clock menu more-arrow no yes mobile

Filed under:

Why Texas Might Just Repeat

In 2003, Michael Lewis brought the baseball debate of `scouts vs stats' to a firestorm with the publication of his bestselling book Moneyball. A similar debate appears to be brewing right here in the CFB blogosphere. On the one side, the Highfalutin `Pologist and, to a lesser extent, College Football Resource, are throwing all their intellectual muscle behind the idea that complex, pro-style offenses are the present and future of college football utopia. Pushing back with equal force are folks like Kyle at Dawg Sports, arguing that defense, above all, is what wins you titles.

To be perfectly fair: proponents on each side aren't saying that both don't matter greatly, but there's a distinct difference in philosophy about which side is most important.

In a funny way, though, this debate is starting to look a lot like the scouts vs stats debate in baseball. With apologies for necessary generalizations, the debate breaks down essentially this way: scouts evaluate players with what they see, statistics be damned. On the other side, the data folks go Descartes: your eyes can deceive you. Thus, look at the numbers - they're a better predictor of future outcomes.

I'm a numbers guy. And though baseball is a sport which lends itself far better to drawing conclusions from numbers than college football, I prefer to have statistical evidence to support my conclusions.

And while I'm not going to go into a big breakdown of the numbers in this particular post, I'll point you to some basic statistical number crunching done at the end of the college football season in 2005 by SMQ (here, here, and here).

I'm not taking sides in this debate yet. Really, I'm not.

So rather than jump full force into this fray at this particular moment, I turn you instead to Kyle's most recent essay, which is absolutely terrific. Go, read, and come back. (Seriously.)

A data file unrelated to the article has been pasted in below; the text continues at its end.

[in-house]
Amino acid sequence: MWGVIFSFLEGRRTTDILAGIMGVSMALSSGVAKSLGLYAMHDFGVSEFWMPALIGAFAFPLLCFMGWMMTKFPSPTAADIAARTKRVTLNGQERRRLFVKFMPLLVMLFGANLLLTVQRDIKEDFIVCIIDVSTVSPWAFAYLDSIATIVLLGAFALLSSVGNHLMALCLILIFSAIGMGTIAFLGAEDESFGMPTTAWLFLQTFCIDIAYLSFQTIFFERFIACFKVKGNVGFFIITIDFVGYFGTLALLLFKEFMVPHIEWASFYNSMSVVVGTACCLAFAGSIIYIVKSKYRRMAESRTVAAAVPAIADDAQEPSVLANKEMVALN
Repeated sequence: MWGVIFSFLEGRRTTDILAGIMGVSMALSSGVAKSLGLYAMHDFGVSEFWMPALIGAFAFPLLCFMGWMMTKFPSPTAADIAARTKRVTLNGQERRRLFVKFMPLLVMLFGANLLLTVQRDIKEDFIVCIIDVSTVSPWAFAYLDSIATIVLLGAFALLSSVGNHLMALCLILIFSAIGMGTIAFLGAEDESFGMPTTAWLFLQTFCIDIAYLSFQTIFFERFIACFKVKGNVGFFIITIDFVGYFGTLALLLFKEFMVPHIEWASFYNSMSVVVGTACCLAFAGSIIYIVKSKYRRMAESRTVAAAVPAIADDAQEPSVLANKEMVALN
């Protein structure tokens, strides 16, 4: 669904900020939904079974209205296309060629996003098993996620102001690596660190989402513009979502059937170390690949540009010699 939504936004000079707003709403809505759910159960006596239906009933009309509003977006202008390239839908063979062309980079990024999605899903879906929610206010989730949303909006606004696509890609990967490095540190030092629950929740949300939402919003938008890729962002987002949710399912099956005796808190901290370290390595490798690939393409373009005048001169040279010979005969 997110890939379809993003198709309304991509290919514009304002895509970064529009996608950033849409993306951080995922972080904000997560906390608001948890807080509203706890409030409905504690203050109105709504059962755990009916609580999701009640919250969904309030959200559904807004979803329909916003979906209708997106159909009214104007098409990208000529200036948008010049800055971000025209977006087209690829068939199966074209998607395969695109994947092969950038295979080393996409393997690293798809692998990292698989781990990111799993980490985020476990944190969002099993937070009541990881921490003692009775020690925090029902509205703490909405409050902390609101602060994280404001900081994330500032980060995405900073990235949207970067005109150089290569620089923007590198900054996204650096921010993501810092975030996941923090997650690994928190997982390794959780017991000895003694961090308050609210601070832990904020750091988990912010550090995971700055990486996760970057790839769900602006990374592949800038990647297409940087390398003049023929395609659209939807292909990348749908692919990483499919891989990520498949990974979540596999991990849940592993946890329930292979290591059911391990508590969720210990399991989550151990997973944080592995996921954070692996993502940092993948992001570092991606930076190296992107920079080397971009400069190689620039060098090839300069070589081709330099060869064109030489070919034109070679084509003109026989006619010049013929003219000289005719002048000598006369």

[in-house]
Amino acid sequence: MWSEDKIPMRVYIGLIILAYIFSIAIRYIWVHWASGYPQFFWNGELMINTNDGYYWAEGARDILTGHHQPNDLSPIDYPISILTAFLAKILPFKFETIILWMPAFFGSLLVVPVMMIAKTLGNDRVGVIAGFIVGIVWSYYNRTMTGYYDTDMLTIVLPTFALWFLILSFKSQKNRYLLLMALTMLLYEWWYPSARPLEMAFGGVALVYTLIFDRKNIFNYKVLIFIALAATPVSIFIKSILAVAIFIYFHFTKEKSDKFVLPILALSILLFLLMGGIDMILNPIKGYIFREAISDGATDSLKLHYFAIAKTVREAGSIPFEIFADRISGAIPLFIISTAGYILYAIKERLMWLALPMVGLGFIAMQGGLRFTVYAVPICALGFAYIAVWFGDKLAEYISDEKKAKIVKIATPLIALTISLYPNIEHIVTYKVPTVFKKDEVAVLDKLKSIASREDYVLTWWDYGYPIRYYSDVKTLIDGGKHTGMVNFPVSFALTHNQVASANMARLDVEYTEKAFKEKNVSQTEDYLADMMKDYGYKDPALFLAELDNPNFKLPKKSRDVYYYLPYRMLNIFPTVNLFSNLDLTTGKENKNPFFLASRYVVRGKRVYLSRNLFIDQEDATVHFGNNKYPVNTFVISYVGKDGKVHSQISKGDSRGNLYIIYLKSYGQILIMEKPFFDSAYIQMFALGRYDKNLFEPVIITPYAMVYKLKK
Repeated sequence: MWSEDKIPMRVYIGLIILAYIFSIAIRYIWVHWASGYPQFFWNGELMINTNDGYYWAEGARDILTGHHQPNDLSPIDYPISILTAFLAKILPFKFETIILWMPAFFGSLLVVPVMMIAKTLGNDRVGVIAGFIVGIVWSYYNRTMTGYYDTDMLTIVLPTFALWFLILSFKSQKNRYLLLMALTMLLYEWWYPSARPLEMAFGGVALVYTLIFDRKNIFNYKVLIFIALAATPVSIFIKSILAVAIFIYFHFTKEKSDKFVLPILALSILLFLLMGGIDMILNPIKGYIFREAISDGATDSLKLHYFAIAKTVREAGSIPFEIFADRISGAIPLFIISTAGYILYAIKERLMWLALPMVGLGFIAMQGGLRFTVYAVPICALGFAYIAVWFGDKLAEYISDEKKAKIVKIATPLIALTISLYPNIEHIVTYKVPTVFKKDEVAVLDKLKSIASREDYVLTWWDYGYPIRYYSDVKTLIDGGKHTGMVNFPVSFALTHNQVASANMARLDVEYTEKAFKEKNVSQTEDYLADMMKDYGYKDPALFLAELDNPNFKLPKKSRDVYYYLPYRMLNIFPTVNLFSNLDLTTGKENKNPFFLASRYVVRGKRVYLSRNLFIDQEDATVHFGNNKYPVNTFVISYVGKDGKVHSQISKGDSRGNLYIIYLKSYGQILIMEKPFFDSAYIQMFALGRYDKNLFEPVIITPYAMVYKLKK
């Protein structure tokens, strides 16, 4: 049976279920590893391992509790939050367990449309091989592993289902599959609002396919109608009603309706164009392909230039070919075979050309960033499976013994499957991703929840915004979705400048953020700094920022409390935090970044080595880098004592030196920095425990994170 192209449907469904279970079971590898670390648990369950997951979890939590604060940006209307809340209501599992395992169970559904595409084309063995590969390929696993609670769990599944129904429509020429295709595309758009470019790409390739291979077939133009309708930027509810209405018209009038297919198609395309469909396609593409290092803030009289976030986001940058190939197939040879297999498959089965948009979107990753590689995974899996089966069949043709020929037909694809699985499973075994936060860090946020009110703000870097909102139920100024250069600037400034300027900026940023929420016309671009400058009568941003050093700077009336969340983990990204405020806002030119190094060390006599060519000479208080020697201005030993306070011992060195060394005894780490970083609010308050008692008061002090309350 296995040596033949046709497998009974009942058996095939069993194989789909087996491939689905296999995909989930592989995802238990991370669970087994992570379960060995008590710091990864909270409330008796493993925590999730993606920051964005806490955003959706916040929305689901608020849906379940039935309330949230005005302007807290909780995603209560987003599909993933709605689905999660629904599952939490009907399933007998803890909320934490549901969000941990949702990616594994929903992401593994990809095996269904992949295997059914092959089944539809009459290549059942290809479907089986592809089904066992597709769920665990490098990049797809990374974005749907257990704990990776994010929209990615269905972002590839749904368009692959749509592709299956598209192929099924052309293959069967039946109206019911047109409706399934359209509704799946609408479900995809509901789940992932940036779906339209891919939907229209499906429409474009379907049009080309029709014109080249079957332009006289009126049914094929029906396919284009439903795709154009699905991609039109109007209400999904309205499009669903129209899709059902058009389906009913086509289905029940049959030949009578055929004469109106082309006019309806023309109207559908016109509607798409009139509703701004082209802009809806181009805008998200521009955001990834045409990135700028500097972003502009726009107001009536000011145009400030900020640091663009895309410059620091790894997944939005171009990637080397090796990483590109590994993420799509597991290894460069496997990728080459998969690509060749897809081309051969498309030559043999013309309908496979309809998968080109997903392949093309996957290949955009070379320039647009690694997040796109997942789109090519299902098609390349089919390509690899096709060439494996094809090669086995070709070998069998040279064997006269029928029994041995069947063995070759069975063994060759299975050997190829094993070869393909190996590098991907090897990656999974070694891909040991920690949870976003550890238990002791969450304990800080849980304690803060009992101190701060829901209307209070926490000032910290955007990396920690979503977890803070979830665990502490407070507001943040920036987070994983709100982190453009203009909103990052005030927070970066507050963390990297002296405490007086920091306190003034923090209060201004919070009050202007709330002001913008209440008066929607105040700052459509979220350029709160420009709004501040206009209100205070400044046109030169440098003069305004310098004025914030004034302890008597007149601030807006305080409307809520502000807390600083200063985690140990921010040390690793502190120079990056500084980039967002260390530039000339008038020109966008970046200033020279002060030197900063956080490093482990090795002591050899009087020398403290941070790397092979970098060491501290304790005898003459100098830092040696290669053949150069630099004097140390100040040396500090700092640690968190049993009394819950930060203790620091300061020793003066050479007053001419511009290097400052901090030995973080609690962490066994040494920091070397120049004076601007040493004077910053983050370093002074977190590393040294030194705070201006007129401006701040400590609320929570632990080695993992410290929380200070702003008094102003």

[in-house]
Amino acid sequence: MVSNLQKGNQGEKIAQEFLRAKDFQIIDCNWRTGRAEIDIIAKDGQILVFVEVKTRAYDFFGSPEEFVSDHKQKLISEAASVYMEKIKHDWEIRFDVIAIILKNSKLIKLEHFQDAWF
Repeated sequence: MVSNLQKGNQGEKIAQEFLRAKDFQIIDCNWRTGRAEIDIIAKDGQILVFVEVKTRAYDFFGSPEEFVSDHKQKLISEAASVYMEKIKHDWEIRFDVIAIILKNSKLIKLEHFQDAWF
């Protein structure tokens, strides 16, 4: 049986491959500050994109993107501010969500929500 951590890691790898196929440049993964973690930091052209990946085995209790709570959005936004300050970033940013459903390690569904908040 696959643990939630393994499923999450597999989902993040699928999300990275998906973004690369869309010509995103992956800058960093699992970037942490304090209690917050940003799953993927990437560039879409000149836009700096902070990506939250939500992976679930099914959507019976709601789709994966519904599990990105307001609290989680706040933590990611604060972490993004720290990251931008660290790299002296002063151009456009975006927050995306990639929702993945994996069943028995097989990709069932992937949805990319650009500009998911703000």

Okay. I draw your attention to that post because I'm going to be leading the charge for making the case that Texas is going to repeat as national champions. That may not sound like much from a guy who is an unabashed Longhorn freak, but long time readers of this blog know that Andrew and I tend to be pessimistic, or at the least cautiously optimistic.

Not this year. Over the next three months I plan to argue with as much vigor as I can summon that the 2006 Texas Longhorn defense is going to wreak havoc on its opponents' offenses in the same way that Vince Young wrought havoc on opponents' defenses last year. The front seven will be the best in the country. The secondary, despite losing Huff, will be just fine with Michael Griffin (he of Rose Bowl heroics) and Marcus Griffin, and return far more experience than most non-Longhorn obsessed realize.

You're gonna see a lot of this in Austin this fall.

Add in the fact that Texas returns a defensive coordinator for the first time in a long time, and the recipe is there for the best Mack Brown defense we've seen on the 40 Acres.

When you mix in the good enough offense, led by a phenomenal running game... and it just might all come together again. I won't be surprised if we lose a game, or even two. But I won't be surprised if this is the best team in the country, either.

Which just reminds me: 86 more days. Damnit!